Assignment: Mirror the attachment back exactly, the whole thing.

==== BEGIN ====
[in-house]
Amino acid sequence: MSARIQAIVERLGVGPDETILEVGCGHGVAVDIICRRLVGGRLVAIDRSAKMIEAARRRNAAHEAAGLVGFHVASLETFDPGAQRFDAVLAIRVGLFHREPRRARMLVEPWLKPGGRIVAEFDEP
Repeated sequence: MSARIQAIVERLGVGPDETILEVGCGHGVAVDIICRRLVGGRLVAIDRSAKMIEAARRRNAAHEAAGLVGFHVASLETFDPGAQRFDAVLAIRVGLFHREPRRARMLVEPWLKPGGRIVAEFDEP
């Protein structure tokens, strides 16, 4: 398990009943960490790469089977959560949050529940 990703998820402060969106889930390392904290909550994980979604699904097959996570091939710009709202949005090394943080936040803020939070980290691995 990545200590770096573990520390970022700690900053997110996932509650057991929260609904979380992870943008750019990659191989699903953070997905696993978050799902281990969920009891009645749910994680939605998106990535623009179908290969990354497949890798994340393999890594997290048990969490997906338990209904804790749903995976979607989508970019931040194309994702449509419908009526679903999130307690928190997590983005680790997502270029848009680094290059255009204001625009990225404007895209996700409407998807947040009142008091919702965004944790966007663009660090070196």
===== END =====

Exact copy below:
[in-house]
Amino acid sequence: MSARIQAIVERLGVGPDETILEVGCGHGVAVDIICRRLVGGRLVAIDRSAKMIEAARRRNAAHEAAGLVGFHVASLETFDPGAQRFDAVLAIRVGLFHREPRRARMLVEPWLKPGGRIVAEFDEP
Repeated sequence: MSARIQAIVERLGVGPDETILEVGCGHGVAVDIICRRLVGGRLVAIDRSAKMIEAARRRNAAHEAAGLVGFHVASLETFDPGAQRFDAVLAIRVGLFHREPRRARMLVEPWLKPGGRIVAEFDEP
């Protein structure tokens, strides 16, 4: 398990009943960490790469089977959560949050529940 990703998820402060969106889930390392904290909550994980979604699904097959996570091939710009709202949005090394943080936040803020939070980290691995 990545200590770096573990520390970022700690900053997110996932509650057991929260609904979380992870943008750019990659191989699903953070997905696993978050799902281990969920009891009645749910994680939605998106990535623009179908290969990354497949890798994340393999890594997290048990969490997906338990209904804790749903995976979607989508970019931040194309994702449509419908009526679903999130307690928190997590983005680790997502270029848009680094290059255009204001625009990225404007895209996700409407998807947040009142008091919702965004944790966007663009660090070196």